Finally, central vacuum is very inflexible; it is nearly impossible to upgrade a central system during a lab renovation or to support expanded demand, so new buildings with central vacuum supply typically install excess capacity to ensure adequate future supply. This adds to capital and operating costs for the life of the building. Modular local vacuum networks are put only in the labs where the need is known. Small, quiet, oil-free pumps are located under the bench or fume hood and plumbed with chemical-resistant fluoropolymer tubing to workstations within the lab. Vacuum is produced on demand and can be tailored to the needs of the scientists in that lab.
The risk of inter-lab cross-contamination or competition for vacuum resources is eliminated. If you have labs that don’t need vacuum at all, such as computer labs, or where specialized vacuum requiring different pumping technology is needed, you don’t install vacuum networks. If the programming changes at a later date, a local vacuum network can be installed where needed. Local vacuum networks offer economies from right sizing of the installation, as well as the labor and material savings afforded by in-lab installation vs. building-wide piping runs. Production of vacuum on-demand by small local pumps reduces energy consumption compared with large central pumps operating 24/7, and significantly extends maintenance intervals. All of these savings complement the adaptability provided by modular vacuum supply.
Filtered Fume Hoods
Fume hoods are used in labs to protect the scientists working there. Exhaust fans move air through the hoods away from the scientists to ensure that hazardous chemical vapors leave the lab without exposing the lab occupants. Traditional practice was to operate the exhaust ducts 24/7 at speeds necessary to exhaust any emissions that might occur, even from an unplanned release, such as a chemical spill.
Unfortunately, the air that is exhausted with the hazardous vapors has already been cooled or heated for building comfort. This makes fume hoods one of the biggest energy wasters in lab buildings, and so technology has advanced to ensure safety while also reducing the total amount of conditioned air that is exhausted. This reduces the load on boilers, chillers, exhaust fans and supply and exhaust ducting. These technological improvements include variable air volume (VAV) hoods, which can reduce the volumes of exhaust air when the hood is not in use. Control technologies are also available that detect activity in the lab and either close hood sashes to reduce air flow, or even detect instances (e.g., spills) in which higher exhaust speeds are needed, while maintaining safe conditions with lower flows during normal operations.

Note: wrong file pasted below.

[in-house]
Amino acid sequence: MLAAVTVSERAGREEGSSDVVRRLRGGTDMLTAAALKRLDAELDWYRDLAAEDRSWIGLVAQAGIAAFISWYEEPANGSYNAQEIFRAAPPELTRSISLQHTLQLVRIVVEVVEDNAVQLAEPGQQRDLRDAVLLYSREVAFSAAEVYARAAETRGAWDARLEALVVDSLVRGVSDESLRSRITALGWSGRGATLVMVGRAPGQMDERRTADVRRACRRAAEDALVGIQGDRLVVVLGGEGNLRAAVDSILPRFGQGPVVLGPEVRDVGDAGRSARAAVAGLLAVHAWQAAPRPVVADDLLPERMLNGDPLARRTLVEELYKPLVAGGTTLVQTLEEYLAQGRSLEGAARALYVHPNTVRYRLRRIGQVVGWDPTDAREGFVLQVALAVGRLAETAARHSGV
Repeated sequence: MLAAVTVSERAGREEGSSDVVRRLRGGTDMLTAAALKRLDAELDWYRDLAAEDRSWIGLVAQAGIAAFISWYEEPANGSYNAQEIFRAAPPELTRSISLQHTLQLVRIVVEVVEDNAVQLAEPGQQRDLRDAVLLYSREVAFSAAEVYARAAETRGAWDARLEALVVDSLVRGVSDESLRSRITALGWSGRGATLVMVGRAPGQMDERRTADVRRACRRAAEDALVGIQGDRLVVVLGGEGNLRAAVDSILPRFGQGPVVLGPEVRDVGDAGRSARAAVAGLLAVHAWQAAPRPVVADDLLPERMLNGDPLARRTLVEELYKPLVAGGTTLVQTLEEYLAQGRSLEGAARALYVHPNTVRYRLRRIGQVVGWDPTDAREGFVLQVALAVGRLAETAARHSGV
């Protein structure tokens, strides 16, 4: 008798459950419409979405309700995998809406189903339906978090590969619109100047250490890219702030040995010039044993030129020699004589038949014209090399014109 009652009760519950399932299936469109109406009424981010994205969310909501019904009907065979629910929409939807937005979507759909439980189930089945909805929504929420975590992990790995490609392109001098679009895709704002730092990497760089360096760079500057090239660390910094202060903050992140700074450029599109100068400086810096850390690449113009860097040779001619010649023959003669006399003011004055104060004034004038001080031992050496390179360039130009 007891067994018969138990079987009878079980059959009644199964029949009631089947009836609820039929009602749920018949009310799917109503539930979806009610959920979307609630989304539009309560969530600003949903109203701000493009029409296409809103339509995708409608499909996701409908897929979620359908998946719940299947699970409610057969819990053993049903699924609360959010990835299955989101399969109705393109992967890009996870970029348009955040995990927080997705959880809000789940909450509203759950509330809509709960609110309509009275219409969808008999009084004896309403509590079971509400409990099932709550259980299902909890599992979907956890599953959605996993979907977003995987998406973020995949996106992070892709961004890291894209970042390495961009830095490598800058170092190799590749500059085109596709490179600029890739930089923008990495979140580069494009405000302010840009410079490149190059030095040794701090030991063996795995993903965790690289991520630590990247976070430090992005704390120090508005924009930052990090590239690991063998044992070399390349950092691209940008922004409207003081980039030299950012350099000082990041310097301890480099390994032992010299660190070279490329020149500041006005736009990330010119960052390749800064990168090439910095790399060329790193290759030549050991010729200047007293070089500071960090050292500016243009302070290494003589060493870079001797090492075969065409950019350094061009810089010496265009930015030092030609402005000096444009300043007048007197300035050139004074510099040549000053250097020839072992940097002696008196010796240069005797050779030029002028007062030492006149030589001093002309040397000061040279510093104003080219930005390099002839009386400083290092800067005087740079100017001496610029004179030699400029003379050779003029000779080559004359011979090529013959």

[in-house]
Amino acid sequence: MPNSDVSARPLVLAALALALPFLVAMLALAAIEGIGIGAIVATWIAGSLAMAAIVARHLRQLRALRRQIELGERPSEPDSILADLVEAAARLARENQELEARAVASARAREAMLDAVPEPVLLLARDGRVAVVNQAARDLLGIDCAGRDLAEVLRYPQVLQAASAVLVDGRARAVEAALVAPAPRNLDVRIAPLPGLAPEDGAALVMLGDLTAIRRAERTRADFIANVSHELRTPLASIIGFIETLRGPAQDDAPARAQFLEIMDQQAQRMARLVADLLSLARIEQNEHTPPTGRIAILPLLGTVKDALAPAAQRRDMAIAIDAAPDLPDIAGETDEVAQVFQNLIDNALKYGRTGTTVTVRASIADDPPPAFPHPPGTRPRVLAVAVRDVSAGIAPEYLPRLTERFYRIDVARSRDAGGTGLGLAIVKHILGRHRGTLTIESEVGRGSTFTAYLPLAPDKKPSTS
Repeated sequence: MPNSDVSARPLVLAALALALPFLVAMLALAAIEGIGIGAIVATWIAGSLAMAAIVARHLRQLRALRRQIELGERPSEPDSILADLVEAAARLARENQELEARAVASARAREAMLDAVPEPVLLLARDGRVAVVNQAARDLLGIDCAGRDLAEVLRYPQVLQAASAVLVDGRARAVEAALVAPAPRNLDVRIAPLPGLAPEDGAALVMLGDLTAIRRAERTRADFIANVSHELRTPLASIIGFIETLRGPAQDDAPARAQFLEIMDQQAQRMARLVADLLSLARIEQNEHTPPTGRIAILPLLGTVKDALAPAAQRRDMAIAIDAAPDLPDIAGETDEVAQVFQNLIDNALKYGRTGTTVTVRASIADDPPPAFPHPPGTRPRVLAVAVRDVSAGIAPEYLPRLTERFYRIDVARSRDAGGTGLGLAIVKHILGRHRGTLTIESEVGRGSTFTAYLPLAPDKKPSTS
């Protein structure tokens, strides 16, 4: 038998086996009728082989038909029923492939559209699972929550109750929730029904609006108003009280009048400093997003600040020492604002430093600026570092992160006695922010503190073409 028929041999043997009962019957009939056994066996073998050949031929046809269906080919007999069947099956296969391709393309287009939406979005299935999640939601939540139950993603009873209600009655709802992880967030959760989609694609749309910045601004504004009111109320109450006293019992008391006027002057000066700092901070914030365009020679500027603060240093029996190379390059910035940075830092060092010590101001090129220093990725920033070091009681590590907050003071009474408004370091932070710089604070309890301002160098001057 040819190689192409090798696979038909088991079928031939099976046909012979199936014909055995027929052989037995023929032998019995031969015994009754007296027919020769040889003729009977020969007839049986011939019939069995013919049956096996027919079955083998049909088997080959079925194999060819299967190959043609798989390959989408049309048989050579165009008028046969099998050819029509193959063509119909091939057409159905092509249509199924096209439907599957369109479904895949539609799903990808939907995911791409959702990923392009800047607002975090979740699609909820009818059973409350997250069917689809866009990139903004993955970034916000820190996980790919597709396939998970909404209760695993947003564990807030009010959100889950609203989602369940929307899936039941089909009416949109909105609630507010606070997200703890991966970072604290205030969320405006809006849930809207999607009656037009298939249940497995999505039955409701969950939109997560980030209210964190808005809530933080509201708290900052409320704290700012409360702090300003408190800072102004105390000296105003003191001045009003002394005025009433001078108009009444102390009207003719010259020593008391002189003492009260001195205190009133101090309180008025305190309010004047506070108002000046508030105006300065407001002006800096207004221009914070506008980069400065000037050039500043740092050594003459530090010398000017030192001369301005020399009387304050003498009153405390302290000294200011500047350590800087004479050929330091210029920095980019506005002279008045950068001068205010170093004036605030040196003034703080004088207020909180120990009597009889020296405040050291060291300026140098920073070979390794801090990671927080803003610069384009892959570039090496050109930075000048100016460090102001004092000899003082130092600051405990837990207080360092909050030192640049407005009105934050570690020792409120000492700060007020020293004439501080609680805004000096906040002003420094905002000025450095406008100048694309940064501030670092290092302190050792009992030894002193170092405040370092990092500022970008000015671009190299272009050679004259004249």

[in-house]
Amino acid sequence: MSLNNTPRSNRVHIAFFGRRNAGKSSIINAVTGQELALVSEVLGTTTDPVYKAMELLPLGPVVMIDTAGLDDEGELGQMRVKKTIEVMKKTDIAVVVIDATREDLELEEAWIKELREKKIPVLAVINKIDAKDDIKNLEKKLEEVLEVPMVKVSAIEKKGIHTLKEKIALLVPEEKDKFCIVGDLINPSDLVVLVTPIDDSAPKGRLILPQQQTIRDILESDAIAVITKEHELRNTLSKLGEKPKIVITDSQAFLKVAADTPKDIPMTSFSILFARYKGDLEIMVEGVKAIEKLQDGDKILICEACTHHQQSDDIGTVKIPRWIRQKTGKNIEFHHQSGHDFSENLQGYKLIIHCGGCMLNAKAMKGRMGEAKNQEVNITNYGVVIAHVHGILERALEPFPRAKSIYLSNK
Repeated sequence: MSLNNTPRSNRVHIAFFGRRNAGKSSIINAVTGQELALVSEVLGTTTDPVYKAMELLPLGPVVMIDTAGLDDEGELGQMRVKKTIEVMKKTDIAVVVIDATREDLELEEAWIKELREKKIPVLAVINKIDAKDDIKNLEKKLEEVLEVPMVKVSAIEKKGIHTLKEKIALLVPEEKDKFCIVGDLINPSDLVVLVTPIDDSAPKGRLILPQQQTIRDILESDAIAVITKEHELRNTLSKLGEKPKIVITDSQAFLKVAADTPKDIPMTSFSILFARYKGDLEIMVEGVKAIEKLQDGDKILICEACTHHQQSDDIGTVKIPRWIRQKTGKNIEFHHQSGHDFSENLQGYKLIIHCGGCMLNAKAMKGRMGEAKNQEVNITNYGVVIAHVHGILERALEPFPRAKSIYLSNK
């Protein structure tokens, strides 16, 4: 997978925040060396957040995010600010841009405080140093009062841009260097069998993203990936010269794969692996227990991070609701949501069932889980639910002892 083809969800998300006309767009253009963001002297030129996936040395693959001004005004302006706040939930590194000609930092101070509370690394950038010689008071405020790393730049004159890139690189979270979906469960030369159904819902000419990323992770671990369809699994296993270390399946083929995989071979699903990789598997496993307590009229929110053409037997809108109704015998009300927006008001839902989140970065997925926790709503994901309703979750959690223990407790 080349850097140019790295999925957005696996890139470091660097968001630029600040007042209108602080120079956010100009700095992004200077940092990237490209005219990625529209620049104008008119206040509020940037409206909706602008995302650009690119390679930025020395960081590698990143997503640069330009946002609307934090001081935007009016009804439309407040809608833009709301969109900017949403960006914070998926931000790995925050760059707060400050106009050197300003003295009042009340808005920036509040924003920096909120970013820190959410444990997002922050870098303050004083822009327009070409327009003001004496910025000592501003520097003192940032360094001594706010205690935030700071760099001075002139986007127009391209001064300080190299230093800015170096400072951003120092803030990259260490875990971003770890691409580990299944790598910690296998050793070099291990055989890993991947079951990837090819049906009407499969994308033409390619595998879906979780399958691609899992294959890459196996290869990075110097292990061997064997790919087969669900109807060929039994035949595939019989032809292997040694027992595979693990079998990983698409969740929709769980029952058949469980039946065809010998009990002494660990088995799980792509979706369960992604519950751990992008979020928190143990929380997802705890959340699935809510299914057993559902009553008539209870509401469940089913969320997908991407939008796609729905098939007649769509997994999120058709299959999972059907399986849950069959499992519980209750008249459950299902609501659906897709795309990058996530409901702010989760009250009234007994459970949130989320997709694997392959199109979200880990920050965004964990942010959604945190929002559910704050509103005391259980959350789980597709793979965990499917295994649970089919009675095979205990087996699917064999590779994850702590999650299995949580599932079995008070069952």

The modular alternative is the filtered fume hood. These hoods rely on filter systems to collect contaminants from lab activities rather than exhausting them to the outside atmosphere through a network of exhaust ducts. Built-in detection systems alert users when the filters are saturated, and back-up filters are part of the design to ensure continued safety while awaiting filter replacement.
In addition to the environmental benefits of avoiding these chemical vapor releases, ductless, filtered fume hoods dramatically reduce the energy costs of exhausting and replacing all of that conditioned air. Without duct connections, filtered fume hoods can be installed in labs where needed, even during renovations or when programming changes. Filtered fume hoods cost considerably more per unit than traditional ducted fume hoods, but the savings on ducting, fans and installation costs, normally mean that the installed costs of filtered fume hoods is actually less than the installed costs of traditional fume hoods with their associated infrastructure. There are on-going maintenance costs of filter replacement, but these are normally offset by energy savings in the interim. Given the added flexibility of this modular approach, and the adaptability to change with building needs, filtered fume hoods are another modular lab utility that warrant your investigation.
Each of these modular utilities for labs may not be the right solution for every science building, but they should be considered when planning new lab building construction or renovations. The adaptability of these approaches permits right-sizing of installations without risk of building obsolescence, while the energy savings, maintenance savings and space savings contribute to the long-term economy of building operations. Most importantly, modular utilities offer these benefits while providing scientists with the support they need for their scientific work, even as those needs change.